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Literary Triathlon

Literary Triathlon: Meet the winner

We talk to Nisha Coleman, the winner of the Literary Triathlon, about her greatest challenge in the competition and the one race we've all won.

1. Tell us about yourself. 

I’m 31 and I live in Montreal. I subsist on a patchwork of activities. I translate. I transcribe focus groups. I’m also a violinist so I’ve been busking this summer with my good friend who is a cellist. This has led to some pretty interesting gigs. I’m happiest when I’m writing or playing music.

2. What do you usually write?

I write fiction but I’m currently on a nonfiction kick. For the last long while I’ve been compiling my experiences living as a street musician in Paris. I’ve also recently begun the art of blogging, which is a good way to keep a steady writing practise as well as acquire readership. 

3. How did you learn about the Canada Writes Literary Triathlon?

I stop by the Canada Writes website frequently. It’s a great resource and there always seems to be something interesting going on. 

4. Which genre was the biggest challenge for you to complete in the triathlon?

Definitely poetry. I’ve only ever written a handful of poems. Occasionally a situation comes up that I feel can only be expressed through poetry, but it’s so rare that I tend to shy away from poetry and, most often, fear it. 

5. Which genre came to you the most easily?

Nonfiction. The idea for The Great Race came to me right away and I could imagine it so vividly that the sequence played out on paper with relative ease.

6. The subject matter you chose for the three categories was diverse—ranging from a personal relationship to a Kenyan athlete to...well...a swimming sperm. How did these topics come to you?

I was on the running team in high school and while the races were gruelling, I realize now that that first race, The Great Race, was the only one that ever really mattered. It’s so dramatic when you think about it. Everyone (with rare exceptions) was once the fastest sperm. It’s a real confidence booster. 

The idea for the Kenyan sprinter came from watching the Olympic opening ceremonies and seeing certain African countries enter the stadium with only a handful of athletes. It was such a stark contrast to the wealthier western countries and a heavy reminder that the Olympics isn’t only about athleticism. This inspired the idea of a runner from a poor country being offered monetary support if he represents a brand and a country with which he doesn’t identify.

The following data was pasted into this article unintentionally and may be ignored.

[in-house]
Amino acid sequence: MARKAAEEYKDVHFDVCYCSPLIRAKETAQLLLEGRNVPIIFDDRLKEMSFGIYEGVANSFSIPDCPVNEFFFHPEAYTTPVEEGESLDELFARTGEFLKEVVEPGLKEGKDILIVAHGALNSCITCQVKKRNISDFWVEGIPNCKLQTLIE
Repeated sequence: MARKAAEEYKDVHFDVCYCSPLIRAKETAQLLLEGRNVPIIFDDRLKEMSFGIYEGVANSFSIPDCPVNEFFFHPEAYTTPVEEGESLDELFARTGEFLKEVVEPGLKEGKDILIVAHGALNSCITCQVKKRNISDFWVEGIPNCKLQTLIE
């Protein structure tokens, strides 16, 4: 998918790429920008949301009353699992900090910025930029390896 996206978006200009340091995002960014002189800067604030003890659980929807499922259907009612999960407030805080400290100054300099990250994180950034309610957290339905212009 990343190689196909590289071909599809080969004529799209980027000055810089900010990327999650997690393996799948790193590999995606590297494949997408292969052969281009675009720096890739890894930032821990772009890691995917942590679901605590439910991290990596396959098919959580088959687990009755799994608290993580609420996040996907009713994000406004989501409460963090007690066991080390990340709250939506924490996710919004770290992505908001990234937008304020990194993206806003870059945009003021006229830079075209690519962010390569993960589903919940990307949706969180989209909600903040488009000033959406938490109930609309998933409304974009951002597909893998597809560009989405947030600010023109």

The poem came after much strife. The theme was vast and in the end I decided to write about people I’ve known who blast through life at breakneck speeds. When you love someone like that, you sometimes have to choose whether to hang on for the ride or watch them go. Both can be painful. 

7. If you could magically become an Olympic athlete, which sport would you most want to compete in?

I think gymnastics would be just incredible. Twisting through the air at such speeds, with such precision, and with the knowledge that a simple mistake could cost you your life. I’m such a masochist, though, I would probably end up a marathon runner. And I’d perish en route. 

8. What's the first thing you plan to do with your iPod Touch?

Well, I have an energetic dog who requires several hours of walking a day so I plan to fill it with podcasts and audio books. I’ve come to realize that the only way I’ll be able to succeed in life is if I begin a strict multitasking regimen. 

9. Olympic gold medallists hear their national anthem on the podium. What song would you choose as your anthem for your Literary Triathlon victory?

That’s tough. After much deliberation, I’d have to go with the first Aria from Bach’s Goldberg Variations. The Glenn Gould 1955 version. I love hearing him shift on his stool and hum under his breath and it’s a perfect piece of music. I listen to the Goldberg Variations often when writing and really no one plays it better than good old Gould. 

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set count down final date: 11/01/2014
set count up final date: 11/01/2014
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